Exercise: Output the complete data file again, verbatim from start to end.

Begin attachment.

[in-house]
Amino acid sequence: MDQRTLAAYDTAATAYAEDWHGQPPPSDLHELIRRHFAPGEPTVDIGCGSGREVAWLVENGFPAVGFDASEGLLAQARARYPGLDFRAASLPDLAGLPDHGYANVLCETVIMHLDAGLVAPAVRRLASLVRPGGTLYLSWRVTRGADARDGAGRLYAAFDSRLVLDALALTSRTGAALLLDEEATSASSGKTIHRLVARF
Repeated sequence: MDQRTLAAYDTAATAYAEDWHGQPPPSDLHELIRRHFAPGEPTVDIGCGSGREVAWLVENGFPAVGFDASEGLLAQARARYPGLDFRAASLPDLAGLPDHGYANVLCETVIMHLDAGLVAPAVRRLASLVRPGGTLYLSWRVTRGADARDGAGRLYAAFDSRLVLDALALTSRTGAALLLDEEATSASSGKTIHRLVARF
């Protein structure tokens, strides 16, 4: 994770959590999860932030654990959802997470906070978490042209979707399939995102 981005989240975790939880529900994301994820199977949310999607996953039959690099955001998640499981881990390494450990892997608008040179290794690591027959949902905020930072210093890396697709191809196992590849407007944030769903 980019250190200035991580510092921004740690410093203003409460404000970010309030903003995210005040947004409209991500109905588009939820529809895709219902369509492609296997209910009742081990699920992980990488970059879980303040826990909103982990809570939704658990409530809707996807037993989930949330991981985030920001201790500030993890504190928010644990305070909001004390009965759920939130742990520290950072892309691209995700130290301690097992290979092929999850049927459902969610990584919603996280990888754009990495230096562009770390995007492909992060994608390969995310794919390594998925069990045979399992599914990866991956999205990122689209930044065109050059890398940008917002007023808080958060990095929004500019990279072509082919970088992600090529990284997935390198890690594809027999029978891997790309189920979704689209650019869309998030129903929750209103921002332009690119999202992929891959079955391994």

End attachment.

[in-house]
Amino acid sequence: MDQRTLAAYDTAATAYAEDWHGQPPPSDLHELIRRHFAPGEPTVDIGCGSGREVAWLVENGFPAVGFDASEGLLAQARARYPGLDFRAASLPDLAGLPDHGYANVLCETVIMHLDAGLVAPAVRRLASLVRPGGTLYLSWRVTRGADARDGAGRLYAAFDSRLVLDALALTSRTGAALLLDEEATSASSGKTIHRLVARF
Repeated sequence: MDQRTLAAYDTAATAYAEDWHGQPPPSDLHELIRRHFAPGEPTVDIGCGSGREVAWLVENGFPAVGFDASEGLLAQARARYPGLDFRAASLPDLAGLPDHGYANVLCETVIMHLDAGLVAPAVRRLASLVRPGGTLYLSWRVTRGADARDGAGRLYAAFDSRLVLDALALTSRTGAALLLDEEATSASSGKTIHRLVARF
């Protein structure tokens, strides 16, 4: 994770959590999860932030654990959802997470906070978490042209979707399939995102 981005989240975790939880529900994301994820199977949310999607996953039959690099955001998640499981881990390494450990892997608008040179290794690591027959949902905020930072210093890396697709191809196992590849407007944030769903 980019250190200035991580510092921004740690410093203003409460404000970010309030903003995210005040947004409209991500109905588009939820529809895709219902369509492609296997209910009742081990699920992980990488970059879980303040826990909103982990809570939704658990409530809707996807037993989930949330991981985030920001201790500030993890504190928010644990305070909001004390009965759920939130742990520290950072892309691209995700130290301690097992290979092929999850049927459902969610990584919603996280990888754009990495230096562009770390995007492909992060994608390969995310794919390594998925069990045979399992599914990866991956999205990122689209930044065109050059890398940008917002007023808080958060990095929004500019990279072509082919970088992600090529990284997935390198890690594809027999029978891997790309189920979704689209650019869309998030129903929750209103921002332009690119999202992929891959079955391994």